HISTORIC ELECTION: Voters Speak, Send Resounding Victory for Paid Sick Days NationwideNovember 5, 2014
Unprecedented Year of Wins Continues With Paid Sick Days Sweep in Massachusetts; Montclair and Trenton, New Jersey; Oakland, CA
Contact: Alex Edwards, email@example.com, 202-800-8691
(Washington, DC) – In the biggest election for paid sick days in history, voters in four locations – the state of Massachusetts; Montclair and Trenton, New Jersey; and Oakland, California – all passed ballot initiatives guaranteeing workers paid time off to care for themselves or a sick family member. The victories reflect broad public support for the sensible workplace standard, and cap a historic year in which the number of locations with the policy has nearly tripled and workers who will have access to paid sick days has more than tripled.
“If there was ever a test of the public support for paid sick days, it was this election,” said Ellen Bravo, executive director of Family Values @ Work and nationwide leader in the fight for paid sick days. “And voters answered unequivocally: no worker should have to choose between missing a day’s pay and caring for their health or the health of a family member.”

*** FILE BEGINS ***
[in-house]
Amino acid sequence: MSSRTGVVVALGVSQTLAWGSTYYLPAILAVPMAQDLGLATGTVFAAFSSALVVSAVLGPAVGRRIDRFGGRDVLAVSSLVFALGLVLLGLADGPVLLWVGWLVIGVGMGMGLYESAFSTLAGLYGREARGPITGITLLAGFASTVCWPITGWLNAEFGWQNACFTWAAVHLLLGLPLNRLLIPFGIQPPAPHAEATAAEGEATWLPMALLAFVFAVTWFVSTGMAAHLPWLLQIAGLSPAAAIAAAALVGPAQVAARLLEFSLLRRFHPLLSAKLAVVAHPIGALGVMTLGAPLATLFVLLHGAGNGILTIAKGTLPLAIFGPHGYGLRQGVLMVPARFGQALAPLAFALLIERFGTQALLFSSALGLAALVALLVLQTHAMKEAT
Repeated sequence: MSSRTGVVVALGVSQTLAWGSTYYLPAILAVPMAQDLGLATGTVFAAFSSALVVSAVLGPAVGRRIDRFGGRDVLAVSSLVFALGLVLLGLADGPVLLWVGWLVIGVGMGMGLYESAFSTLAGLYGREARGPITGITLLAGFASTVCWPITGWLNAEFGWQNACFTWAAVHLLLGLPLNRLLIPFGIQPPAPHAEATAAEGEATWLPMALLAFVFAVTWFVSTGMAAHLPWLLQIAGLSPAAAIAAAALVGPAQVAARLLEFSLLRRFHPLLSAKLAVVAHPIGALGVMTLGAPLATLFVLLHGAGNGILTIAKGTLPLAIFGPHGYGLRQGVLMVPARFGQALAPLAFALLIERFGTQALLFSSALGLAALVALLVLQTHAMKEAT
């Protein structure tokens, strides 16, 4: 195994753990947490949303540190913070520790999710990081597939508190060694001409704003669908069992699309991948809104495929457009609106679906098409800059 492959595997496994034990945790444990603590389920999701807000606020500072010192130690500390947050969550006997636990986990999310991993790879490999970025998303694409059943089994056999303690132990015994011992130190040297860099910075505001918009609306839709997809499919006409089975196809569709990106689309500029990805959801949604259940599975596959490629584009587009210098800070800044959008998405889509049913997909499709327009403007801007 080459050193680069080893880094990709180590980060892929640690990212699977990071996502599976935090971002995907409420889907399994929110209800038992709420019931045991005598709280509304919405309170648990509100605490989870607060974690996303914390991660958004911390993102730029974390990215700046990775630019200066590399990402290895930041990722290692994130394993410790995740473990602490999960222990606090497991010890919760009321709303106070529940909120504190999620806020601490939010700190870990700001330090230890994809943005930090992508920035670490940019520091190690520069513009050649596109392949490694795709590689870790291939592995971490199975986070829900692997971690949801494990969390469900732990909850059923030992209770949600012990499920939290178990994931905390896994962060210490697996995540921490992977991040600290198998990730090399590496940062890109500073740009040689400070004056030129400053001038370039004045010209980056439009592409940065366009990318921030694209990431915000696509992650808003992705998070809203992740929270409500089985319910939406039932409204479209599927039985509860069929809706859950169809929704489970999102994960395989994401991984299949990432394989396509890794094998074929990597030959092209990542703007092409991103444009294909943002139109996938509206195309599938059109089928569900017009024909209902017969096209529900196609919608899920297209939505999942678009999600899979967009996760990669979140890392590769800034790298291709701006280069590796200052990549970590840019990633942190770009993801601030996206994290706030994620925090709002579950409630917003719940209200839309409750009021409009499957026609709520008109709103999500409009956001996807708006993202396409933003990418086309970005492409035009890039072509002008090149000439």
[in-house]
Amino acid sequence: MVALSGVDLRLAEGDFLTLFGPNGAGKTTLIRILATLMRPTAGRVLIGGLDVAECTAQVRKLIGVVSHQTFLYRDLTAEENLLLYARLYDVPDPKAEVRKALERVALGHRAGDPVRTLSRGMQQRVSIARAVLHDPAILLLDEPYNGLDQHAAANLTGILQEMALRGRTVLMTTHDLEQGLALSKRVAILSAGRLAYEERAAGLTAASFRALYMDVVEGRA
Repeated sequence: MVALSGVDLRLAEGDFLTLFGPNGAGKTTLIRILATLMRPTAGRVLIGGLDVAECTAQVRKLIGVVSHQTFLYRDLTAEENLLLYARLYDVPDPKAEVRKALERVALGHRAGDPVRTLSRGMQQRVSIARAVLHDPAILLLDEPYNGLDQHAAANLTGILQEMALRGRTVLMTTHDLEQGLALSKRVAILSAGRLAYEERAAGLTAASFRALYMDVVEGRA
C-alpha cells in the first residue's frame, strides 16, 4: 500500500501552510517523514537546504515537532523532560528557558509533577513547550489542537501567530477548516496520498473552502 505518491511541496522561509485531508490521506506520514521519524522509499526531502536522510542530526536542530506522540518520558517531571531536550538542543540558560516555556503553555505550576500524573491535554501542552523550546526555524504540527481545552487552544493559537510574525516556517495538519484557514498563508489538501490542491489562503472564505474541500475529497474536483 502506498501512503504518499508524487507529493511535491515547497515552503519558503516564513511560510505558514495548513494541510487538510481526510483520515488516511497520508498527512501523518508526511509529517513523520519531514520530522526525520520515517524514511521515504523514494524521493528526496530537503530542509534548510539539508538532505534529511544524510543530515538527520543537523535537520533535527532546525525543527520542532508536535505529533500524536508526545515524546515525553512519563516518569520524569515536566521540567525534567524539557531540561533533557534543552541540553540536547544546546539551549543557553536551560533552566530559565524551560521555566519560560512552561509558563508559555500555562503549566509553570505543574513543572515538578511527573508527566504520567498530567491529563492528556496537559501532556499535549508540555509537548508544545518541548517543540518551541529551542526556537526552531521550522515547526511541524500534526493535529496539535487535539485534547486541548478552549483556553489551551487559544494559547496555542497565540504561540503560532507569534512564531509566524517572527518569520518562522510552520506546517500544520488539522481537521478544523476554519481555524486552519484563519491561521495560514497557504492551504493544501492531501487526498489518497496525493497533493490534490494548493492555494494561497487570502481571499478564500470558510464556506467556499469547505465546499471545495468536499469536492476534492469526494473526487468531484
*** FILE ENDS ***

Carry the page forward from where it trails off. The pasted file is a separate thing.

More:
Despite efforts by business front groups and industry-backed lobbyists to thwart progress, an overwhelming majority of Americans support paid sick days, and polling shows that voters are less likely to support a candidate for elected office if they oppose the policy. Yet, nearly 40 percent of the workforce lacks even a single paid sick day, and millions more can’t use their time to care for a sick child, or are given disciplinary points for using the time they’ve earned.
With Tuesday’s victories at the ballot box, three U.S. states and sixteen cities have passed paid sick days legislation – including two states and ten cities in 2014 alone. And additional paid sick days laws are under consideration in numerous states and several municipalities, including Chicago and Tacoma, WA.
“From rural towns in Massachusetts to metropolitan Oakland, Democrats, Republicans and Independents alike didn’t just support paid sick days Tuesday, they demanded them,” continued Bravo. “For months, diverse coalitions of workers, small business owners, and community groups organized to put paid sick days on the ballot, and then launched unprecedented public education and mobilization campaigns. It was democracy in its truest form. Legislators and candidates everywhere should take note of the political power of paid sick days.”
How Paid Sick Days Played Across the Country
The paid sick days referendum in Massachusetts, Question 4, was a leading news story throughout the election cycle, with one Boston Globe columnist noting that the “campaign seemed to be generating more enthusiasm than either candidate topping their party ticket.” More than 75 Massachusetts economists; the state’s Catholic bishops; dozens of businesses, including the state’s leading hospitals; and the overwhelming majority of Massachusetts newspapers endorsed Question 4.